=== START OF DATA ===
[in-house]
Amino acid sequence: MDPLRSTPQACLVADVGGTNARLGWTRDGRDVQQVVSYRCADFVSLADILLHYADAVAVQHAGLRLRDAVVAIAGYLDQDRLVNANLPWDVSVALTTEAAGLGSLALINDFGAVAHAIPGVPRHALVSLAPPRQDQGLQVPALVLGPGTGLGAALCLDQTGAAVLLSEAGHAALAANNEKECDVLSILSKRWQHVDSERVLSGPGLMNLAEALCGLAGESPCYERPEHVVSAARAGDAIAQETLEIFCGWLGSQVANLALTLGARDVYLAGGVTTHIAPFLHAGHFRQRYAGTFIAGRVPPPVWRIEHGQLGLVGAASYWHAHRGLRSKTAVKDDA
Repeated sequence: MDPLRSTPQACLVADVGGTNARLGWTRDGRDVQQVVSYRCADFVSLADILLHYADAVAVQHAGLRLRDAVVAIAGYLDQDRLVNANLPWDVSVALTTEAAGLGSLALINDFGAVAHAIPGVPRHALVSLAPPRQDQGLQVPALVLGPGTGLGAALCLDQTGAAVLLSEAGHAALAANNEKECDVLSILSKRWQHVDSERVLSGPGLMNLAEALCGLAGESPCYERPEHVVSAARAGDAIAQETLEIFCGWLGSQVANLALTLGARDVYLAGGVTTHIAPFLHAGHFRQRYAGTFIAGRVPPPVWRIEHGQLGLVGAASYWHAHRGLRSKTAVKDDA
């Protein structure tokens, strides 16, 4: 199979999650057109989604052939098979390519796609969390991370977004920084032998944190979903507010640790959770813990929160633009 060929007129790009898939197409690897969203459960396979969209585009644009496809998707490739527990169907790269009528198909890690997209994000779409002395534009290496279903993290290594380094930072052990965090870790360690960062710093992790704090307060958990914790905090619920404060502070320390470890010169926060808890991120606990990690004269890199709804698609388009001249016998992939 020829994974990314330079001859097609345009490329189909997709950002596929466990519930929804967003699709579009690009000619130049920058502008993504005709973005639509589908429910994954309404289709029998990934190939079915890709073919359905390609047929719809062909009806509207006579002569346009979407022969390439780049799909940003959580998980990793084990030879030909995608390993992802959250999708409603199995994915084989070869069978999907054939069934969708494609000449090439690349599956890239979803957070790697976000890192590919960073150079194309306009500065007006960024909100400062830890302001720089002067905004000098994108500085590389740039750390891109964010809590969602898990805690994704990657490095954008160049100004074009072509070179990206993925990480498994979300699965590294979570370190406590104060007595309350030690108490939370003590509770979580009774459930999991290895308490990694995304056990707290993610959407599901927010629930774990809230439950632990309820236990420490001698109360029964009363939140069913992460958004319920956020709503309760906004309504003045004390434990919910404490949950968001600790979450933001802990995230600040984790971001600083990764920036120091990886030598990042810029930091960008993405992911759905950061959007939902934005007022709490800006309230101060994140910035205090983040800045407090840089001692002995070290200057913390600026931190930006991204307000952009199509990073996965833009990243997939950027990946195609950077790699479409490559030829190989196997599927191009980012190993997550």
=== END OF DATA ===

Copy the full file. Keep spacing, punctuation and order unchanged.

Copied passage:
[in-house]
Amino acid sequence: MDPLRSTPQACLVADVGGTNARLGWTRDGRDVQQVVSYRCADFVSLADILLHYADAVAVQHAGLRLRDAVVAIAGYLDQDRLVNANLPWDVSVALTTEAAGLGSLALINDFGAVAHAIPGVPRHALVSLAPPRQDQGLQVPALVLGPGTGLGAALCLDQTGAAVLLSEAGHAALAANNEKECDVLSILSKRWQHVDSERVLSGPGLMNLAEALCGLAGESPCYERPEHVVSAARAGDAIAQETLEIFCGWLGSQVANLALTLGARDVYLAGGVTTHIAPFLHAGHFRQRYAGTFIAGRVPPPVWRIEHGQLGLVGAASYWHAHRGLRSKTAVKDDA
Repeated sequence: MDPLRSTPQACLVADVGGTNARLGWTRDGRDVQQVVSYRCADFVSLADILLHYADAVAVQHAGLRLRDAVVAIAGYLDQDRLVNANLPWDVSVALTTEAAGLGSLALINDFGAVAHAIPGVPRHALVSLAPPRQDQGLQVPALVLGPGTGLGAALCLDQTGAAVLLSEAGHAALAANNEKECDVLSILSKRWQHVDSERVLSGPGLMNLAEALCGLAGESPCYERPEHVVSAARAGDAIAQETLEIFCGWLGSQVANLALTLGARDVYLAGGVTTHIAPFLHAGHFRQRYAGTFIAGRVPPPVWRIEHGQLGLVGAASYWHAHRGLRSKTAVKDDA
């Protein structure tokens, strides 16, 4: 199979999650057109989604052939098979390519796609969390991370977004920084032998944190979903507010640790959770813990929160633009 060929007129790009898939197409690897969203459960396979969209585009644009496809998707490739527990169907790269009528198909890690997209994000779409002395534009290496279903993290290594380094930072052990965090870790360690960062710093992790704090307060958990914790905090619920404060502070320390470890010169926060808890991120606990990690004269890199709804698609388009001249016998992939 020829994974990314330079001859097609345009490329189909997709950002596929466990519930929804967003699709579009690009000619130049920058502008993504005709973005639509589908429910994954309404289709029998990934190939079915890709073919359905390609047929719809062909009806509207006579002569346009979407022969390439780049799909940003959580998980990793084990030879030909995608390993992802959250999708409603199995994915084989070869069978999907054939069934969708494609000449090439690349599956890239979803957070790697976000890192590919960073150079194309306009500065007006960024909100400062830890302001720089002067905004000098994108500085590389740039750390891109964010809590969602898990805690994704990657490095954008160049100004074009072509070179990206993925990480498994979300699965590294979570370190406590104060007595309350030690108490939370003590509770979580009774459930999991290895308490990694995304056990707290993610959407599901927010629930774990809230439950632990309820236990420490001698109360029964009363939140069913992460958004319920956020709503309760906004309504003045004390434990919910404490949950968001600790979450933001802990995230600040984790971001600083990764920036120091990886030598990042810029930091960008993405992911759905950061959007939902934005007022709490800006309230101060994140910035205090983040800045407090840089001692002995070290200057913390600026931190930006991204307000952009199509990073996965833009990243997939950027990946195609950077790699479409490559030829190989196997599927191009980012190993997550």